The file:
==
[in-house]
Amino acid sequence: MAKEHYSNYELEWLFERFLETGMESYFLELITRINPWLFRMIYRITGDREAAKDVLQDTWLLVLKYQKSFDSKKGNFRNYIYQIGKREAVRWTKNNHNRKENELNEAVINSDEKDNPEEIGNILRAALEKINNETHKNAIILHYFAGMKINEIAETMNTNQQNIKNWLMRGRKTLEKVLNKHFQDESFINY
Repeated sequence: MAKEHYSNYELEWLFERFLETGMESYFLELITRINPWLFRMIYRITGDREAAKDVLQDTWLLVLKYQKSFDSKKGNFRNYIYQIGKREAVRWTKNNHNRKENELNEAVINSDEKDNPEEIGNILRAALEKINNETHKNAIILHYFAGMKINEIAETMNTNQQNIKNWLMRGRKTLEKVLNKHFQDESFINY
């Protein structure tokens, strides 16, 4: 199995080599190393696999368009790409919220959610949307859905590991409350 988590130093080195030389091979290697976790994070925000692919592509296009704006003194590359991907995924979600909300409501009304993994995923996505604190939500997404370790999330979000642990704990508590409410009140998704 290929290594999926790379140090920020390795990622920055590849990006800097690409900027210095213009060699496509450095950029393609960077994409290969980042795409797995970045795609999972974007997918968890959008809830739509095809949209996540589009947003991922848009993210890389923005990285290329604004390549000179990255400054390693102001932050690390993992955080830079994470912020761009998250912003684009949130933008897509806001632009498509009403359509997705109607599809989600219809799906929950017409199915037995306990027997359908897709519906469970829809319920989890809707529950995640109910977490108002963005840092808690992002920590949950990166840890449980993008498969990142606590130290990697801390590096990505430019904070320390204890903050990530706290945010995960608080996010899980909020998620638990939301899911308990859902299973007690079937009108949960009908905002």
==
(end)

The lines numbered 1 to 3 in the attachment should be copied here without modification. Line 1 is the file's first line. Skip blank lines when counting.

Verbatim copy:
[in-house]
Amino acid sequence: MAKEHYSNYELEWLFERFLETGMESYFLELITRINPWLFRMIYRITGDREAAKDVLQDTWLLVLKYQKSFDSKKGNFRNYIYQIGKREAVRWTKNNHNRKENELNEAVINSDEKDNPEEIGNILRAALEKINNETHKNAIILHYFAGMKINEIAETMNTNQQNIKNWLMRGRKTLEKVLNKHFQDESFINY
Repeated sequence: MAKEHYSNYELEWLFERFLETGMESYFLELITRINPWLFRMIYRITGDREAAKDVLQDTWLLVLKYQKSFDSKKGNFRNYIYQIGKREAVRWTKNNHNRKENELNEAVINSDEKDNPEEIGNILRAALEKINNETHKNAIILHYFAGMKINEIAETMNTNQQNIKNWLMRGRKTLEKVLNKHFQDESFINY